It was estimated that 46% of those affected by the current Benefit Cap of £26,000pa would be living in the social rented sector and, for those council tenants in receipt of welfare benefits, the Chancellor's plans to further reduce the cap on total household benefits to £20,000 (£23,000pa in London) will undoubtedly give rise to huge angst in many households affected by this significant reduction in the Benefit Cap. Coupled with the changes to Tax Credits announced in the budget, many working households will now need to rethink their household budgets and, despite proposed increases in the minimum wage and tax allowances, some could find their household incomes significantly affected by these changes. As always the devil will be in the detail!

 

One major concern for working families living in council housing will be the impact of the proposal that those with household incomes in excess of £30,000 will be expected to pay a much higher market or near market rent - under a new compulsory "pay to stay" policy.  Again the devil will be in the detail and much depends on exactly what household income is to be taken into account and how landlords are expected to collect this information. ARCH will want to study these proposals carefully to assess their impact.

 

However, it is worth noting that the government's own forecasts show that the impact of the announced changes of personal tax, welfare and the National Minimum Wage/National Living Wage will mean that a dual earning family - a couple with two children each working 35 hours per week for the new National Living Wage will have a net income of £33,730 by the end of this parliament - way over the £30,000 threshold beyond which they might be expected to pay a market rent.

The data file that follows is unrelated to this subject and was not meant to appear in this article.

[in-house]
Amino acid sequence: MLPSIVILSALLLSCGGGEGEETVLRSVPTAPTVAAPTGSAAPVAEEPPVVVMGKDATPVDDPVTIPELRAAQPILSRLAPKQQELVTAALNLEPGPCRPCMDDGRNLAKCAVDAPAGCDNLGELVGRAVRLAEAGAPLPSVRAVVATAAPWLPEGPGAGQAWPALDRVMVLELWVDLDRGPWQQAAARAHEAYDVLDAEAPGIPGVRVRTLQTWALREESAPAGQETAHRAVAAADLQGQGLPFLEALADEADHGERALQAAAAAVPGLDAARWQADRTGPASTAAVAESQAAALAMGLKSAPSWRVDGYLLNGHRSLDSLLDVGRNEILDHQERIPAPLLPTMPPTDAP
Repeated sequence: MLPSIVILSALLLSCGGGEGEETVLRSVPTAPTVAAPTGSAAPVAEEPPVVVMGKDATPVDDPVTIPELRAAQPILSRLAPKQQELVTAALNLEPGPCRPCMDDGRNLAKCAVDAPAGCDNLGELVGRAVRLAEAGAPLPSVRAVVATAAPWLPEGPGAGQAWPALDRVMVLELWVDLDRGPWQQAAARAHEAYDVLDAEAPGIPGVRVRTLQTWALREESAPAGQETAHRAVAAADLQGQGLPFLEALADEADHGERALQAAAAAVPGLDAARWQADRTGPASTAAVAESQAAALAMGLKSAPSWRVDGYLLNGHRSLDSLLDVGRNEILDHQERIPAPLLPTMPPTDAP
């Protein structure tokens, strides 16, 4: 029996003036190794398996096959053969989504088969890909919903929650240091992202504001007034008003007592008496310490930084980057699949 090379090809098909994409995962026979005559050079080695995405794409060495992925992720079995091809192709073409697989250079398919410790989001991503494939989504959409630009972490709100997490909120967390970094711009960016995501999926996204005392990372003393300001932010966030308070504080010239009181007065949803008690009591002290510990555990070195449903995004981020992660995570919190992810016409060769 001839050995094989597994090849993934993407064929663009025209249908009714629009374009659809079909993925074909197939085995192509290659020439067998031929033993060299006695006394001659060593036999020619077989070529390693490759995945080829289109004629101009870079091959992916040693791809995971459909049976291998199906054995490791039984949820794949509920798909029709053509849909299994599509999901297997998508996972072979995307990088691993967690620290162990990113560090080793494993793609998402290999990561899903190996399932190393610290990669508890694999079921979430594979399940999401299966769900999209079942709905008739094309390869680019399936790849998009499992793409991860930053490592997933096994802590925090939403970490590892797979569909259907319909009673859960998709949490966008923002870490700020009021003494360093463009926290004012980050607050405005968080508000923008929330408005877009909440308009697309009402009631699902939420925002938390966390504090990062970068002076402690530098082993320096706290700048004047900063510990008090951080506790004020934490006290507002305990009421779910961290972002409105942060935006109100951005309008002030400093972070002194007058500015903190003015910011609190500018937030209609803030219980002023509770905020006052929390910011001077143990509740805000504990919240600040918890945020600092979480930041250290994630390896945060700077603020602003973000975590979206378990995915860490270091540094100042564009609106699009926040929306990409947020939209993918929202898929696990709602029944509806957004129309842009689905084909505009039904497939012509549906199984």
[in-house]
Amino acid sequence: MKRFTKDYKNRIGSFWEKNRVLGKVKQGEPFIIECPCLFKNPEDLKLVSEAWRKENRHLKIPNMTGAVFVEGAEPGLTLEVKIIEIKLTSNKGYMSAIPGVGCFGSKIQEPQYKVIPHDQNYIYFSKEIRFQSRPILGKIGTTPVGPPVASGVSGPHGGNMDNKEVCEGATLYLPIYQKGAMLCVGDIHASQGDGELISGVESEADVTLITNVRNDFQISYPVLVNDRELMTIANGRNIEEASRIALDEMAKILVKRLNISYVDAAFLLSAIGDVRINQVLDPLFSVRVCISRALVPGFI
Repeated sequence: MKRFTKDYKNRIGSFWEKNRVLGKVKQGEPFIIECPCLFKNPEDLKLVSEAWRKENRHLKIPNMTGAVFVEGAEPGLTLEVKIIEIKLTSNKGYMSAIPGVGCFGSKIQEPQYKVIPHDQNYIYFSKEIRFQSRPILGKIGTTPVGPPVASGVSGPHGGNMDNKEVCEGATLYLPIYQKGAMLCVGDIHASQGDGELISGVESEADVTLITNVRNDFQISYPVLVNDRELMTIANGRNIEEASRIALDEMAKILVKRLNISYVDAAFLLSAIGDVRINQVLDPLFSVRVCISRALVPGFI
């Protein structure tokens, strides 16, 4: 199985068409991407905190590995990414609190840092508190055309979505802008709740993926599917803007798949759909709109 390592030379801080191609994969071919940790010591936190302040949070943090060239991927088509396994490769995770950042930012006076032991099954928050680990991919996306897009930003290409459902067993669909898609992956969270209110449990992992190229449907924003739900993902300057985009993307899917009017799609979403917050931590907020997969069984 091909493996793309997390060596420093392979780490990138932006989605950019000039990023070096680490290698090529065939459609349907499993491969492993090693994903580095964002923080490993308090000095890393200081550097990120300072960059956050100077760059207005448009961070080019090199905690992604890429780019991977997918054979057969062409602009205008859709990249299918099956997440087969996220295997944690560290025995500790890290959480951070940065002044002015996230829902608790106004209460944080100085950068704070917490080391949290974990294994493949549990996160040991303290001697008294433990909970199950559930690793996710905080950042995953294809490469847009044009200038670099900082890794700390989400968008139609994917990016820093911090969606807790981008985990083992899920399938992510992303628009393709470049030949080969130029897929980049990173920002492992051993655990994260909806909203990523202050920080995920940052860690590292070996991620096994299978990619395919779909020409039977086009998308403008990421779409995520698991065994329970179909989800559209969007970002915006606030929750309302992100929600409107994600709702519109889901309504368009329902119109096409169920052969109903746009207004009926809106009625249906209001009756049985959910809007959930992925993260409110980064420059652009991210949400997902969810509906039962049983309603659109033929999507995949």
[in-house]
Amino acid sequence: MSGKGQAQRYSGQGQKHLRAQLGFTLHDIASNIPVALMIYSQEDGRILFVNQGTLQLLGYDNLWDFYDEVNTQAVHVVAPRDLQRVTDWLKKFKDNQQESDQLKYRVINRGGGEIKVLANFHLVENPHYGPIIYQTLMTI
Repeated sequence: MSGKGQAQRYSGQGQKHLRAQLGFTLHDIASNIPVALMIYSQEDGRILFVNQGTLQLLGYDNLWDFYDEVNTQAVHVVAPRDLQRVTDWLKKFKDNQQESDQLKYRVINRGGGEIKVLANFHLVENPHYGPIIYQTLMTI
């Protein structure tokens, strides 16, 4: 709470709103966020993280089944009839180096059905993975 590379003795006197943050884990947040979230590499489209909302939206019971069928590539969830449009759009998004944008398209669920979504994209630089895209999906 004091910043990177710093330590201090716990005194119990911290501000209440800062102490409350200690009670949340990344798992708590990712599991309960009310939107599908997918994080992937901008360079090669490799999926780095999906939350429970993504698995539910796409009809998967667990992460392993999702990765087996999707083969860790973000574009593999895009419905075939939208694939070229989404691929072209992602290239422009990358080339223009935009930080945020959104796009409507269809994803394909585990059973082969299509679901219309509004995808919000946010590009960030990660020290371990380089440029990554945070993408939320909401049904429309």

The government's original consultation paper on the "Pay to Stay" policy, issued in June 2012, talked about "high earning council tenants" being those with household incomes of over £60,000pa and estimated that the value of sub-market rents on social housing was worth £3,600pa. Some working households with much lower earnings could therefore find themselves facing the cliff edge of a significant hike in their council rent which may prove a disincentive to taking on additional overtime, earning bonuses or seeking promotion.

 

The government have also announced a review of the use of lifetime tenancies in social housing to limit their use and ensure households are offered tenancies that "match their needs and ensure the best use is made of the social housing stock". Further details of this review are to be announced but it remains to be seen whether this review will mark the end of secure tenancies as we know them.

 

The announcements in the summer Budget herald huge challenges for stock retained councils in managing their HRA Business Plans and maintaining the level of services and housing investment set out in those plans. Councils face the prospect of significantly less rental income than planned, the loss of housing stock through sale of high value voids and Right to Buy as well as potential increases in rent arrears as the welfare reforms kick in and higher market rents are charged.

 

Tenants will need to understanding the impact of these changes on their tenancies and their own household budgets.

 

The new government has heralded a major change for council landlords and their tenants and all of a sudden the future of council housing does not seem as bright as it did when councils entered into the new system of financing council housing just over three years ago.

 

The ARCH Board will want to make the case to government on behalf of its members and tenants. Once councils have had the opportunity to fully consider the impact of these changes, we would welcome your views and comments and details of how these changes will affect your business plans and the services you provide.